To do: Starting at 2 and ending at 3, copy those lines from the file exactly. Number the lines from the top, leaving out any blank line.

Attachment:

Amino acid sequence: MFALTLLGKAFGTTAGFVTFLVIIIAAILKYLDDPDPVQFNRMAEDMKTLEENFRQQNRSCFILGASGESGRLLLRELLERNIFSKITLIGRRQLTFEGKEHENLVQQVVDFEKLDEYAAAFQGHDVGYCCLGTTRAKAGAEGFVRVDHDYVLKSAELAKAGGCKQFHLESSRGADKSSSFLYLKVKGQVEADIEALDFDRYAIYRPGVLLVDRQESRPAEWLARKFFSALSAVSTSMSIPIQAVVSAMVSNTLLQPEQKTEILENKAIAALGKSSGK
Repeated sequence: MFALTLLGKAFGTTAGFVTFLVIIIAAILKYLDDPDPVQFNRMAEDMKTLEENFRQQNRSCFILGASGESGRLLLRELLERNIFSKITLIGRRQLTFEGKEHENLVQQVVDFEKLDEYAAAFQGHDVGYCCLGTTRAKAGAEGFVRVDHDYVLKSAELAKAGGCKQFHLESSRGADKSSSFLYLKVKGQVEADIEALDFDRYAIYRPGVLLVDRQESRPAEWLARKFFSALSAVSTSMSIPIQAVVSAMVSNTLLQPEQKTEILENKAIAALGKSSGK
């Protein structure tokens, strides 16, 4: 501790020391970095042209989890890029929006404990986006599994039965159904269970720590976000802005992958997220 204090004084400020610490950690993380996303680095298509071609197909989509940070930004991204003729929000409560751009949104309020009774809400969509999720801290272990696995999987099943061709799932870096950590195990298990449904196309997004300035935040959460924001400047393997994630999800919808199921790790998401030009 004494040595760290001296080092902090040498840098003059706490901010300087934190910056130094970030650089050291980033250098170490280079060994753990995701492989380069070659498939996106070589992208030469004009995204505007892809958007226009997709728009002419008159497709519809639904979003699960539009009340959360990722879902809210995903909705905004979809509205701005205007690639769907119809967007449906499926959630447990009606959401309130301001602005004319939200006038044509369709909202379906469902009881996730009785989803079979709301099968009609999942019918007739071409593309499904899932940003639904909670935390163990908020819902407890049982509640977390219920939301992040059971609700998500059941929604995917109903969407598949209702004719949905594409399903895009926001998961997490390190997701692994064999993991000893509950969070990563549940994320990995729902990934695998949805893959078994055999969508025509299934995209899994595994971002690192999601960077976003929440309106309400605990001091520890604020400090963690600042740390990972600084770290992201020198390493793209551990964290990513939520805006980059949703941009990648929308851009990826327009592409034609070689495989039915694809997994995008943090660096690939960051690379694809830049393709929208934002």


Repeated sequence: MFALTLLGKAFGTTAGFVTFLVIIIAAILKYLDDPDPVQFNRMAEDMKTLEENFRQQNRSCFILGASGESGRLLLRELLERNIFSKITLIGRRQLTFEGKEHENLVQQVVDFEKLDEYAAAFQGHDVGYCCLGTTRAKAGAEGFVRVDHDYVLKSAELAKAGGCKQFHLESSRGADKSSSFLYLKVKGQVEADIEALDFDRYAIYRPGVLLVDRQESRPAEWLARKFFSALSAVSTSMSIPIQAVVSAMVSNTLLQPEQKTEILENKAIAALGKSSGK
């Protein structure tokens, strides 16, 4: 501790020391970095042209989890890029929006404990986006599994039965159904269970720590976000802005992958997220 204090004084400020610490950690993380996303680095298509071609197909989509940070930004991204003729929000409560751009949104309020009774809400969509999720801290272990696995999987099943061709799932870096950590195990298990449904196309997004300035935040959460924001400047393997994630999800919808199921790790998401030009 004494040595760290001296080092902090040498840098003059706490901010300087934190910056130094970030650089050291980033250098170490280079060994753990995701492989380069070659498939996106070589992208030469004009995204505007892809958007226009997709728009002419008159497709519809639904979003699960539009009340959360990722879902809210995903909705905004979809509205701005205007690639769907119809967007449906499926959630447990009606959401309130301001602005004319939200006038044509369709909202379906469902009881996730009785989803079979709301099968009609999942019918007739071409593309499904899932940003639904909670935390163990908020819902407890049982509640977390219920939301992040059971609700998500059941929604995917109903969407598949209702004719949905594409399903895009926001998961997490390190997701692994064999993991000893509950969070990563549940994320990995729902990934695998949805893959078994055999969508025509299934995209899994595994971002690192999601960077976003929440309106309400605990001091520890604020400090963690600042740390990972600084770290992201020198390493793209551990964290990513939520805006980059949703941009990648929308851009990826327009592409034609070689495989039915694809997994995008943090660096690939960051690379694809830049393709929208934002």